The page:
I asked Stripe support about having customers specify whether they’re buying for an organization through Checkout of Links. They confirmed that they do not.

Hi. Author here.

TideLift looks interesting, and possibly in a good position to try something like that. Though right now it does not seem to be in any software re-licensing business.

Non-profit is just my personal preference and advice. The experience tells me that middlemen platform like these, when collective larger than both sides of the exchange they facilitate, can exercise a lot of power, so making them less profit-oriented from the start would be wise.

The way I see it is thinking about what would take my (current and past) employers to pay for Open Source software we were/are using. And it really seems to me that it’s not about money, but about effort and complexity.

No one has time to judge “oh this package is $10/mo, and this one is $15/mo”. No one wants to read things, compare complex terms for each project, worry about sending money to 200 authors, collecting licenses, negotiating deals, track status of things etc. That is the biggest obstacle, and that’s why I think bundling is all that is necessary. Software projects are a commodity that is “to cheap to meter” yet not actually free to produce and maintain.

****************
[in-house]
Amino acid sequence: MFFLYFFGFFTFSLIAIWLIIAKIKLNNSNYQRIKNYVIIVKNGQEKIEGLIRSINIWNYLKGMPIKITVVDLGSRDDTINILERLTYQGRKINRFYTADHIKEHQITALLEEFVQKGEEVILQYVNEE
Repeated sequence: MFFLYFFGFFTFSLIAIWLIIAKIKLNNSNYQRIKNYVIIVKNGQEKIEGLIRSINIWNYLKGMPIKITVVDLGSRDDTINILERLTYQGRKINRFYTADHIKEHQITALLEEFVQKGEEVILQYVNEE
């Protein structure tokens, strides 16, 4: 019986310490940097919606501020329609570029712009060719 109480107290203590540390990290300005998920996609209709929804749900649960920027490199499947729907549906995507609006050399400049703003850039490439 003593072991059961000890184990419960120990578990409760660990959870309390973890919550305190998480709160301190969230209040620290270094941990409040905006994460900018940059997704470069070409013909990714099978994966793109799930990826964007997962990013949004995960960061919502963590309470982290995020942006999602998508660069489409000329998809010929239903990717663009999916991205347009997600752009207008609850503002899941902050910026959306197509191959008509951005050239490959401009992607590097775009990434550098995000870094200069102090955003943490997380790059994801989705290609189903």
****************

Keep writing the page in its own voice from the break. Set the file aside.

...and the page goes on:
A software business wants a predictable reasonable bill that it can send one check for and get access to large collection of projects at large from which it can decide which to use as need arise.

That’s why I’m reluctant w.r.t some “generic licensing terms etc” for individual project. As a dev in a software shop I don’t want to be dealing with any of that.

That is why I think intermediary is unavoidable so a N:M communication relationship is replaced with a broker and effective two: N:1 and 1:M communication relationship.

4 Likes

@dpc, welcome! I didn’t expect to see you here, but couldn’t be happier to have you. Feel free to use this forum just like the rest of us do—share, discuss, pitch ideas. It’s good people. And not too many of them at once. ;-D

Back on topic:

I think I understand what you mean about costs of identifying projects. Those are not the same costs as doing a deal for a project after you’ve identified it as important.

I’m most useful in the doing-deals part, so I’m sure I’m looking for reasons to focus there. But in the spirit of sharing, here are two that came immediately to mind: